Dundas Cotton Mills

In 1860 Joseph Wright, acting for an English company, purchased the ruins of the burned-out Globe Foundry and established a cotton factory.  The old stone building just downstream of the Main Street bridge on the north side of Spencer Creek was renovated and four batting machines, together with ‘whipper’, ‘scutcher’, and carding machines to clean and card the raw wool, were installed.  Sales of the first cotton batts exceeded expectations, and within a year the company ordered the much more elaborate equipment for making cotton yarn.  For yarn, the cleaned and carded cotton is drawn out into a ‘sliver’ in several operations, and then drawn and twisted in a multi-spindled ‘mule’ similar to that invented by Crompton in 1779.  Soon, three tons of cotton yarn, the first to be produced in Canada, and two tons of batts were being produced per week.  Power for the machines was provided by a huge 30 horsepower water wheel fed from Robert Holt’s earthen dam just upstream of the Main Street bridge and the mill race and square wooden flume running under Main Street, all of which had been constructed for the defunct Globe Foundry.  By 1862 Wright was producing 70,000 (7,000?) lb of cotton yarn and had begun making seamless cotton bags.  With the help of factories such as this one, from 1850 to 1860 British North America progressed from importing twice the cotton products that it exported to a slight increase in exports over imports.

In 1864, Joseph Wright wrote a monograph: “Self Reliance, or a Plea for the Protection of Canadian Industry”, which was published by the Dundas “True Banner”.  Perhaps optimistically, that same year he built a large addition to the front of his factory building, making it the largest for miles around.  It was 240 ft. in length, built of light grey brick, 2-1/2 to 4-1/2 stories high with a slate roof.  This elegant structure gave a striking first impression of the town as one approached down the Hamilton Road (now Osler Drive).  To end the reliance on the flow of Spencer Creek for power, two one-hundred horsepower condensing steam engines were purchased from the Gartshore Foundry down the street.

These additions may have overextended Wright’s credit because around 1866-67 he was forced to go public by making an offering of 5000 shares at $100 each.  A majority of the shares were taken up by Young, Law & Co. of Hamilton, who took possession of the company but retained Wright as manager.  Six months later Wright sold out and the company became The Dundas Cotton Manufacturing Co. Ltd. with John Young as the manager.  At the time the factory contained 108 looms and 7000 spindles, with a weekly production of 25,000 yds. of grey cotton cloth and 6,000 lb. of yarn.  From 60 to 70 hands were employed there throughout the year.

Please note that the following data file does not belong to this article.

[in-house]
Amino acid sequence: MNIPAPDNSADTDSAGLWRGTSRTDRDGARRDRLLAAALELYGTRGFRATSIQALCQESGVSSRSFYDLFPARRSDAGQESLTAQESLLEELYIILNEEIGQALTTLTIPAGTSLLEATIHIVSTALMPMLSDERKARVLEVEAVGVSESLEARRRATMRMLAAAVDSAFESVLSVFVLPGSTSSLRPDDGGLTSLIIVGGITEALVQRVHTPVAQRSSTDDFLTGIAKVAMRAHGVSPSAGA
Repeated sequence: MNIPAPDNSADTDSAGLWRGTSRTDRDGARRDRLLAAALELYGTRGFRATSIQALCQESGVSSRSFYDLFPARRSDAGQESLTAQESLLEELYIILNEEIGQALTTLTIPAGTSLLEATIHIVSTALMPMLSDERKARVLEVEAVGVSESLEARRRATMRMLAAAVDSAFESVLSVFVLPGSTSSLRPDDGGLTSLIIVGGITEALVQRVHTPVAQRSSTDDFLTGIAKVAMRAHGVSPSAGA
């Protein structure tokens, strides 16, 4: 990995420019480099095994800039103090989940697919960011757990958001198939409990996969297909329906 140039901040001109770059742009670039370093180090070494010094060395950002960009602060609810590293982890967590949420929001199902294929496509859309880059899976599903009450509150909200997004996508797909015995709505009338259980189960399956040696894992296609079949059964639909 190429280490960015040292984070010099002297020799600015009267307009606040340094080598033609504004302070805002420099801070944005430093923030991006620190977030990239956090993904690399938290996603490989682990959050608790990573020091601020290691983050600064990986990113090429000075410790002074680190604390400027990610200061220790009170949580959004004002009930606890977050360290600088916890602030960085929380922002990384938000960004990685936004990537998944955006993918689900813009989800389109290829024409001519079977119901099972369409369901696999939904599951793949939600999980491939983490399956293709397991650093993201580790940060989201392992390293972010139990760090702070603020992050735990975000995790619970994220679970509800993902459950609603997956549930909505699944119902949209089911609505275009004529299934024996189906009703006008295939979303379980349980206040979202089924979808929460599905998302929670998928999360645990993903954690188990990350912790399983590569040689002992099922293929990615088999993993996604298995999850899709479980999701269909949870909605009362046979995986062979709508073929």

Under the leadership of John Young, by 1878 over 400 workers were employed, with a payroll of $3,000 every two weeks.  Young girls and women were employed, the first company in Dundas to do so.  The working day was from 6 AM to 6 PM, with a 1 PM closing on Saturdays, an innovation for that time.

During the 1880s competition in the industry became keen as larger mills sprang up in Hamilton, together with those in the two largest milling centers of Montreal and Toronto.  The Canadian Coloured Cottons Co. was formed to merge most of the mills into one large syndicate.  The Dundas plant was not included in the merger and was shut down in 1894.  It sat empty for many years, except for several small short-lived companies that rented space in the complex.  During the 1920s the Town took ownership of the property for taxes owing.

The Hamilton Cotton Co. was established in the late 1800s by James M. Young and Hamilton Young, the sons of John Young.  In an expansionary period after the Second World War, this company purchased the Dundas Cotton building in 1940 and during the war used the space for storage.  In 1946, however, new spinning equipment was installed and cordage and yarns were manufactured there for a few years until it was closed down for good.  In 1948 the two tall chimneys were taken down, and in 1974 the buildings were demolished, to be replaced with condominiums.

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